Star Trek IV The Voyage Home
To save Earth from an alien probe, Kirk and his crew go back in time to retrieve the only beings who can communicate with it, humpback whales.
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Buoyant, farcical time-travel Enterprise escapade.
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Tomatometer®reviews counted: 13see all Star Trek IV The Voyage Home reviews
Top Critic Reviews
Fresh: An effective and enjoyable sample of entertainment -- not good science fiction, but a lightweight piece of comic fantasy utilizing characters so familiar that they feel like old friends.
- James Berardinelli, ReelViews, Saturday, January 1, 2000
Fresh: Mr. Nimoy directed this Star Trek installment, and indeed he should probably direct all of them. His technical expertise leaves much to be desired. But his sincerity is unmistakable, and it counts for a lot.
- Janet Maslin, New York Times, Tuesday, May 20, 2003
Nimoy has his second time at the helm of a Star Trek feature film and the continuity between the previous picture and this one is still good. The lead Enterprise crew members along with Spock and his returning memory spend the entire movie in the Klingon bird of prey ship. I find it adds interest to the story that the ship is not one they are familiar with and that the scenery is simply different. The verbal jabs exchanged between McCoy and Spock are back to normal. There was always some humor in those exchanges. An unidentified probe's outgoing signal has been neutralizing the computerized operations of all the ships it passes and it is heading toward Earth. As Kirk and crew head toward Earth too, they know there will be some punishment for having stolen the Enterprise. There has been a council meeting of the United Federation of Planets. The diversity of the council members is fun and creative, though they all still look fairly human with two arms and two legs. When the probe reaches Earth all the electronics are disabled and water from the oceans is thrown up in the air causing extreme storms. Kirk and crew are warned just in time to not approach any closer. Spock does a little research and realizes the sound emitted from the probe is the call of the humpback whale, which is extinct in the 23rd century. In order to save Earth and all the ambassadors that are there they must find some whales from the past. It is a pretty outrageous plot, but it appears to be the only option. And they have used the maneuver to travel in time before in the episode Tomorrow Is Yesterday. Some of the episodes where they travel to alien planets that seem to closely resemble Earth cultures from the past are the silliest excuse to recycle costumes and props from other movies. In this case they travel supposedly to the 1980's, when the movie was made. So the producers save a bit of money by showing the familiar surroundings of 1980's San Francisco. That place and time is alien to our adventurers from the future and as expected there is much humor to be found in the situations. I love the sense of humor. This movie gets back to the social/environmental/cultural statements that the original series often made. Plus Kirk gets to try to charm a lady like he so often did on TV. Saving the humpback whales to bring an extinct population back into existence in the future was a good message. Ecologically the way all creatures on Earth share it as home is important. I am bothered a bit by how one male and one female whale are supposed to repopulate their species (kind of like where the other people came from if Adam and Eve were the first and only humans). But anyways, this movie takes us on an exciting journey.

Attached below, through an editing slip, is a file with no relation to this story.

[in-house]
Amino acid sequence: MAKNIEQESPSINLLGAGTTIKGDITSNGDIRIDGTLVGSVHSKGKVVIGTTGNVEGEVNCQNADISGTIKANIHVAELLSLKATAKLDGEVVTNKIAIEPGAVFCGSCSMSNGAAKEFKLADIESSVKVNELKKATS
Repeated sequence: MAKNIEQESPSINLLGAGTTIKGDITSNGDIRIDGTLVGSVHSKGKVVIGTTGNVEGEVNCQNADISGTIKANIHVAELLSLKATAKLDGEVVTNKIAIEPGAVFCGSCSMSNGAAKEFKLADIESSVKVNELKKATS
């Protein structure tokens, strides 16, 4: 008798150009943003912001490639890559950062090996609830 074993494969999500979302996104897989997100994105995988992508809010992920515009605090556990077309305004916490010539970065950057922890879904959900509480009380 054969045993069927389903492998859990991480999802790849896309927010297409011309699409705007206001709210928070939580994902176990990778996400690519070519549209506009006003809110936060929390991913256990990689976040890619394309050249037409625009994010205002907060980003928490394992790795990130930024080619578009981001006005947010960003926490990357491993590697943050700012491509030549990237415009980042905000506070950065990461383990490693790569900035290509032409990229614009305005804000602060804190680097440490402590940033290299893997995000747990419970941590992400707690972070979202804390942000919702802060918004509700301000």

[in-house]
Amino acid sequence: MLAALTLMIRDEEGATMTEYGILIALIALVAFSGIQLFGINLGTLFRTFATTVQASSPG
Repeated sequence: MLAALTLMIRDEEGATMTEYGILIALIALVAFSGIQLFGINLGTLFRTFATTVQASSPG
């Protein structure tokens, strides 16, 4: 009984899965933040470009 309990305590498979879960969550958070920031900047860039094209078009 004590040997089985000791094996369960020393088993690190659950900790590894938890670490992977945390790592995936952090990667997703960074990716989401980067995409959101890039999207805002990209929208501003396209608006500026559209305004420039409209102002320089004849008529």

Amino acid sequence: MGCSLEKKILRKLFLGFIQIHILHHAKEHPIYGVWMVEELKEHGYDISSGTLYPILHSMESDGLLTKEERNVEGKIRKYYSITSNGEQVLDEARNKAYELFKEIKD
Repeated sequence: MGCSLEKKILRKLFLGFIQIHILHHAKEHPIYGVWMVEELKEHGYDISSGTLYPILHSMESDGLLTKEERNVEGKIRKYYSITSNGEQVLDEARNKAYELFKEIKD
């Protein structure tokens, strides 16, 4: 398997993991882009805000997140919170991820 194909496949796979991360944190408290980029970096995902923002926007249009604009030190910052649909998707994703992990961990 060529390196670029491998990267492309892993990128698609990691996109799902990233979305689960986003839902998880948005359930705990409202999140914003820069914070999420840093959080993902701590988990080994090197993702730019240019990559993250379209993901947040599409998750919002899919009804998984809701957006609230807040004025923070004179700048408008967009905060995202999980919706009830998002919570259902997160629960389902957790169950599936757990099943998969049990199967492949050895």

- hypathio7, Friday, July 9, 2010
The voyage home is the return to the status quo, now that Spock is back to the crew where he belongs. This is the lightest entry of the Star Trek films, a delightful incursion into comedy featuring some hilarious dialogues and a very welcome ecological story, even if not so original.
- blacksheepboy, Wednesday, April 7, 2010